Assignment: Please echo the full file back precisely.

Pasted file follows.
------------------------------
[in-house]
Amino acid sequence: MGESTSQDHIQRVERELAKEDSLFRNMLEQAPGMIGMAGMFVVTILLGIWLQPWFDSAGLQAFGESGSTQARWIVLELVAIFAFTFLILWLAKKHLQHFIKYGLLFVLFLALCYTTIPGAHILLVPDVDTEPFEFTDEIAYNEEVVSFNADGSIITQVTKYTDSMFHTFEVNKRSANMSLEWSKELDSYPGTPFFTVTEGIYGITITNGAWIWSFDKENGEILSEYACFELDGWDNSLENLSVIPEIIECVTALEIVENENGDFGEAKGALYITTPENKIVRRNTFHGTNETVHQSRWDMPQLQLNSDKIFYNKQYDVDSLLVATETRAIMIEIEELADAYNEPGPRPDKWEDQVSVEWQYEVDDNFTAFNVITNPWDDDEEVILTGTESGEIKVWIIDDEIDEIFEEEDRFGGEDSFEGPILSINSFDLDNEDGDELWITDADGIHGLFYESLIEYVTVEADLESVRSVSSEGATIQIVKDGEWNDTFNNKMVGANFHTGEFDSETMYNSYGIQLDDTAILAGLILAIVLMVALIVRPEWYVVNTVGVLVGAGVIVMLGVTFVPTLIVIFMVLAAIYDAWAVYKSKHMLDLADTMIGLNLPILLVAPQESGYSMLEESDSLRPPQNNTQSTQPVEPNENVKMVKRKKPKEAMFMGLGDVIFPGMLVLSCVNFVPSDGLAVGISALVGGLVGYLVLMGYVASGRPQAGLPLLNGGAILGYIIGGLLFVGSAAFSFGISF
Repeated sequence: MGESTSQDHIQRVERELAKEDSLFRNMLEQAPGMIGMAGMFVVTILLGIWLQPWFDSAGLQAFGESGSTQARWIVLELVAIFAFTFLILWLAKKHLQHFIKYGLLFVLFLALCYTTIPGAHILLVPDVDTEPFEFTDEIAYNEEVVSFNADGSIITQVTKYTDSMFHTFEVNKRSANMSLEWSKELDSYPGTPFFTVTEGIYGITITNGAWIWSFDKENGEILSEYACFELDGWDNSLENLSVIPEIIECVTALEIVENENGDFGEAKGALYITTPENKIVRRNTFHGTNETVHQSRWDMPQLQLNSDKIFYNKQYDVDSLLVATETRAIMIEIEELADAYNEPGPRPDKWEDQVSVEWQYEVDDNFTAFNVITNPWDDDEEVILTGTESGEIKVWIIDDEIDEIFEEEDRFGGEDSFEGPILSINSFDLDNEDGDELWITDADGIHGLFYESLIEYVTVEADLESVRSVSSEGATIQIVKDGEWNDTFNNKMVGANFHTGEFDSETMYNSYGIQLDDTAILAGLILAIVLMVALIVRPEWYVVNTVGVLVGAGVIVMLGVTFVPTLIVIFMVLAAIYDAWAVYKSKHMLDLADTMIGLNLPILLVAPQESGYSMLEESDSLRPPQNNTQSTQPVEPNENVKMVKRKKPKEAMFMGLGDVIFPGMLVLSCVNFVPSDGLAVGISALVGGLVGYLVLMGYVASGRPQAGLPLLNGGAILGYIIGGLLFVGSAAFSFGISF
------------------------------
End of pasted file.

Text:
[in-house]
Amino acid sequence: MGESTSQDHIQRVERELAKEDSLFRNMLEQAPGMIGMAGMFVVTILLGIWLQPWFDSAGLQAFGESGSTQARWIVLELVAIFAFTFLILWLAKKHLQHFIKYGLLFVLFLALCYTTIPGAHILLVPDVDTEPFEFTDEIAYNEEVVSFNADGSIITQVTKYTDSMFHTFEVNKRSANMSLEWSKELDSYPGTPFFTVTEGIYGITITNGAWIWSFDKENGEILSEYACFELDGWDNSLENLSVIPEIIECVTALEIVENENGDFGEAKGALYITTPENKIVRRNTFHGTNETVHQSRWDMPQLQLNSDKIFYNKQYDVDSLLVATETRAIMIEIEELADAYNEPGPRPDKWEDQVSVEWQYEVDDNFTAFNVITNPWDDDEEVILTGTESGEIKVWIIDDEIDEIFEEEDRFGGEDSFEGPILSINSFDLDNEDGDELWITDADGIHGLFYESLIEYVTVEADLESVRSVSSEGATIQIVKDGEWNDTFNNKMVGANFHTGEFDSETMYNSYGIQLDDTAILAGLILAIVLMVALIVRPEWYVVNTVGVLVGAGVIVMLGVTFVPTLIVIFMVLAAIYDAWAVYKSKHMLDLADTMIGLNLPILLVAPQESGYSMLEESDSLRPPQNNTQSTQPVEPNENVKMVKRKKPKEAMFMGLGDVIFPGMLVLSCVNFVPSDGLAVGISALVGGLVGYLVLMGYVASGRPQAGLPLLNGGAILGYIIGGLLFVGSAAFSFGISF
Repeated sequence: MGESTSQDHIQRVERELAKEDSLFRNMLEQAPGMIGMAGMFVVTILLGIWLQPWFDSAGLQAFGESGSTQARWIVLELVAIFAFTFLILWLAKKHLQHFIKYGLLFVLFLALCYTTIPGAHILLVPDVDTEPFEFTDEIAYNEEVVSFNADGSIITQVTKYTDSMFHTFEVNKRSANMSLEWSKELDSYPGTPFFTVTEGIYGITITNGAWIWSFDKENGEILSEYACFELDGWDNSLENLSVIPEIIECVTALEIVENENGDFGEAKGALYITTPENKIVRRNTFHGTNETVHQSRWDMPQLQLNSDKIFYNKQYDVDSLLVATETRAIMIEIEELADAYNEPGPRPDKWEDQVSVEWQYEVDDNFTAFNVITNPWDDDEEVILTGTESGEIKVWIIDDEIDEIFEEEDRFGGEDSFEGPILSINSFDLDNEDGDELWITDADGIHGLFYESLIEYVTVEADLESVRSVSSEGATIQIVKDGEWNDTFNNKMVGANFHTGEFDSETMYNSYGIQLDDTAILAGLILAIVLMVALIVRPEWYVVNTVGVLVGAGVIVMLGVTFVPTLIVIFMVLAAIYDAWAVYKSKHMLDLADTMIGLNLPILLVAPQESGYSMLEESDSLRPPQNNTQSTQPVEPNENVKMVKRKKPKEAMFMGLGDVIFPGMLVLSCVNFVPSDGLAVGISALVGGLVGYLVLMGYVASGRPQAGLPLLNGGAILGYIIGGLLFVGSAAFSFGISF